Friday, April 28, 2017

Thanks Ross, Garcelle, Ali, Tanner, and Amanda

How many of you know who Ross Mathews, Garcelle Beauvais, Ali Landry, Tanner Thomason, and Amanda Salas are? How many know they host a television program called Hollywood Today Live?  How many of you would expect me to be writing about it though?  This blog is about the hometown heroes who make a difference in our world - about giving back.  When I am not writing about specific people or organizations, I'm making suggestions about how we ALL can make a difference, so why this tv show?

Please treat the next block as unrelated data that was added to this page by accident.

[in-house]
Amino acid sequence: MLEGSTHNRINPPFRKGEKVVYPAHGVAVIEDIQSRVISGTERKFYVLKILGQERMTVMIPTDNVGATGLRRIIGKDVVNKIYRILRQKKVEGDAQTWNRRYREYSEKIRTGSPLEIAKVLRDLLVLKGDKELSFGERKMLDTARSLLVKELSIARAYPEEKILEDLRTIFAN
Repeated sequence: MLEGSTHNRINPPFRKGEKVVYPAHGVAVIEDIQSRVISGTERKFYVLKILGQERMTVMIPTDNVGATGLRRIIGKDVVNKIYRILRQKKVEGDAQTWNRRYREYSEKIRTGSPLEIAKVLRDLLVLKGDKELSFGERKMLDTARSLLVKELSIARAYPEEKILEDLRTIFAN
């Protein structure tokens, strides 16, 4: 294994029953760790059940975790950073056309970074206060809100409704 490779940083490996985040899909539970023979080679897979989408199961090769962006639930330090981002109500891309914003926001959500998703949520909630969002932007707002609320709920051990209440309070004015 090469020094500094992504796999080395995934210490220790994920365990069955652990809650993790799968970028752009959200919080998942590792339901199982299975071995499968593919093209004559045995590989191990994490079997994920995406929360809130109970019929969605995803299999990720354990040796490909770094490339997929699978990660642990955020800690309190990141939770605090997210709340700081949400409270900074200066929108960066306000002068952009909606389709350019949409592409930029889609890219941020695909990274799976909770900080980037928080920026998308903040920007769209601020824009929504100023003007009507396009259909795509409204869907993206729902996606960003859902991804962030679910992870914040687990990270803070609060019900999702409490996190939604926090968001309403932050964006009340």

If you are from a marginalized group like people of color, gay, transgender, or foreign-born, you might not have a lot of role models on television.  While things are changing for the better, they aren't changing nearly fast enough for me.  Often folks seem to wince when a gay or lesbian reference is made, especially on live tv.  In 2015 along came a daytime telecast with pop culture stories and entertainment news and lots of interviews with folks who might not have made it on other shows.  We heard references to the lack of diversity in both the small screen and the big one.  Male guests mentioned their husbands, and it wasn't part of a joke.  People were allowed to be people.  The program hosts have such great chemistry that you would think they were life-long friends.  In short, everyone feels at home here, and isn't it about time?